Entertainment » Theatre

Reel to Reel

by Adam Brinklow
EDGE Media Network Contributor
Monday Feb 12, 2018
Reel to Reel

John Kovenbach's new play at the Magic Theatre "Reel To Reel" explores the ups and downs of Foley artists in love, as well as the curiously invasive nature of an enduring relationship where you're constantly invading each other's space.

That shared space here is a convincing looking but curiously bare apartment set designed by Erik Flatmo, which our leads for some reason seem to occupy for the entirety of their 55-year relationship. Maybe it's rent controlled?

Throughout "Reel To Reel," one acting duo play our quirky artists in love in their younger days while a second show us the pair in their elder years.

When younger Maggie (Santa Cruz actor Zoe Winters) first meets younger Walter (Andrew Pastides) at an anonymous house party they fall into a rough and tumble courtship that will seem tangibly familiar to anyone who has consumed any kind of American media in the last century.

He's pallid and somewhat feckless, she's highly manic, and for some reason they hit it off. Yep, it's one of those stories. She's essentially proposed within two minutes of meeting, and he goes along with it seemingly for lack of any other inertia.

Winters has absolutely no problem stepping into the part, coming across quite sincerely as a person who has never even slowed down enough to have a second thought. Pastides seems a bit up in the air, although that's probably because Kovenbach has him on the back foot virtually all of the time.

To be honest, this seems less like eccentric but enduring love for the ages and more like two severely undermedicated people in the middle of a dual cry for help. But that's less of a problem than the fact that almost nothing about this romance really seems plausible.

And "Reel To Reel" would very much like to be a play about the granular details of real intimacy, as showcased by a much more successful scene where all four roles share overlapping monologues about the distinctive sounds they associate with their partners.

It's witty, but the fact that the actor's facial expressions (especially Winters') are the most striking thing about a scene that's supposed to be about sounds is another way in which "Reel To Reel" doesn't ever seem comfortable with itself.

Just like the part where Pastides wakes up after what's supposed to be a night of impulsive sex. Not only is he still fully dressed but he even still has his coat on, leather elbow patches and all. If this was a joke it would be extremely funny, but it's not, so it's just odd.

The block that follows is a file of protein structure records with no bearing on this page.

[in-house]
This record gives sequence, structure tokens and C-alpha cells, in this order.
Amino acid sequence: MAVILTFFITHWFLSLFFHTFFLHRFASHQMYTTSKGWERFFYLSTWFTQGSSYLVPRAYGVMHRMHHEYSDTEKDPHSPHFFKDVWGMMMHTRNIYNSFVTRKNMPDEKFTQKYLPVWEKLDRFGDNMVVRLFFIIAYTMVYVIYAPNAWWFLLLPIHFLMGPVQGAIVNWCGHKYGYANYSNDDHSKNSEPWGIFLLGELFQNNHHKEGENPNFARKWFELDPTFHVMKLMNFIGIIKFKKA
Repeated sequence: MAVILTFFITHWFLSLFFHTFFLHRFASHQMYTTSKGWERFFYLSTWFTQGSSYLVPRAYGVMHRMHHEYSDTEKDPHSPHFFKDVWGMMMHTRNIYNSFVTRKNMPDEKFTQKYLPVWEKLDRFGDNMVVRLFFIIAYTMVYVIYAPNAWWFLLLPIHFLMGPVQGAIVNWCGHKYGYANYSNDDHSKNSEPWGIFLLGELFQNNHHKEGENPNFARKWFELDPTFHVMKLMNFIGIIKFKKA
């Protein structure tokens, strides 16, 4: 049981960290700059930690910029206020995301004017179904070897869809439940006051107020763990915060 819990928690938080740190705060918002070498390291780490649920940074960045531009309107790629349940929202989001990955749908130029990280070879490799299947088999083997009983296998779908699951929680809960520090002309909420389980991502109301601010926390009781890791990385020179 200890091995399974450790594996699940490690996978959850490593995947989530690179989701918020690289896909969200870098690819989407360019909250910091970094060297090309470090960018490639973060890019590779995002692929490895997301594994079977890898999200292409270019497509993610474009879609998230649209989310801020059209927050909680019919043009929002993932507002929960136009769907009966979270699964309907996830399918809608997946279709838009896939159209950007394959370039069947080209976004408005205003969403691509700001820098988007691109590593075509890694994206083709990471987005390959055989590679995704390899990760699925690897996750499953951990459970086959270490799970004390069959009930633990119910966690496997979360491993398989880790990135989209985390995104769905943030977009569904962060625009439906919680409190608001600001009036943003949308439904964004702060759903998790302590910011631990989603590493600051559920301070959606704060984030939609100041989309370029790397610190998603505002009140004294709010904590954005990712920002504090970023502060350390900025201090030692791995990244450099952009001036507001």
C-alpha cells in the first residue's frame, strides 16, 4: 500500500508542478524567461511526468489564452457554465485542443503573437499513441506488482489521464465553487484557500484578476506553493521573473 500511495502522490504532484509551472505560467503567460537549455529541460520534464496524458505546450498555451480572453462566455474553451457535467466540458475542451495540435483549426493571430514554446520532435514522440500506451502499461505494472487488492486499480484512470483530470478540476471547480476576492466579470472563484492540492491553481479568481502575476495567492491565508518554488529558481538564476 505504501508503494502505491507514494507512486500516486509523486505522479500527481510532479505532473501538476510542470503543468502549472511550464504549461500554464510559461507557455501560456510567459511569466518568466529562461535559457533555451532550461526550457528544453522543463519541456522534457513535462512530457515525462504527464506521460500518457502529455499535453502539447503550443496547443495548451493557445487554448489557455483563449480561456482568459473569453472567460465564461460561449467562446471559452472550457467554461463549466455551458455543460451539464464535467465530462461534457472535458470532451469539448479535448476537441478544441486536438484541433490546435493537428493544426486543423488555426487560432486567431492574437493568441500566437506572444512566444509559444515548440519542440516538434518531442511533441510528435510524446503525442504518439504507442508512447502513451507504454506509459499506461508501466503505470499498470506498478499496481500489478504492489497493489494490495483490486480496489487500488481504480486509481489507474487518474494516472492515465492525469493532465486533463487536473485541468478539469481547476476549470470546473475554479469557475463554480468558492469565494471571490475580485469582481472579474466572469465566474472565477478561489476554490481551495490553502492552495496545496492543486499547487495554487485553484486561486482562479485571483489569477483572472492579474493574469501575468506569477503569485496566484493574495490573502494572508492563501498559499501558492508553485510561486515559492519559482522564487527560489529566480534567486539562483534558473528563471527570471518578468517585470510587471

"You can never really understand another person's marriage," we're told constantly throughout the play. And that's true, much of this is indeed very hard to understand.

"Reel To Reel" wants to explore authentic relationships, but it doesn't put in the hard work of seeming authentic, instead appealing to Kovenbach's talent for the absurd. Real relationships are absurd too, we suppose, but they're not usually this self-conscious about it.

Longtime Bay Area actor Will Marchetti plays an older, more comfortable version of Walter, largely at ease with himself and his marriage after more than 50 years, having grown into a charming kind of confidence over the course of the relationship.

Carla Spindt is an older Maggie, also seemingly less at odds with life, as if her younger self had been her with the volume up and now she's found a more natural level.

"Reel To Reel's" title and preoccupation with audio comes from Maggie's gig creating sound plays ("collages" she calls them) strung together from bits and pieces of recordings. We get to hear several but, disappointingly, only for a few minutes and with relatively few audio effects.

She tells her imagined audience to cover their eyes before the performance, but it's not clear whether we, the real audience, are supposed to follow suit.

Watching means the audio doesn't do its job; closing your eyes means missing out on Winters'/Spindt's performance. In neither case is it ever clear you're doing what's intended.

If "Reel To Reel" wants to be an audio play, then why isn't it? And if it doesn't, why bother with all of this to-do at all?

"Reel To Reel" plays through February 25 at the Magic Theater, Building D in Fort Mason, San Francisco. For tickets and information, visit MagicTheater.org

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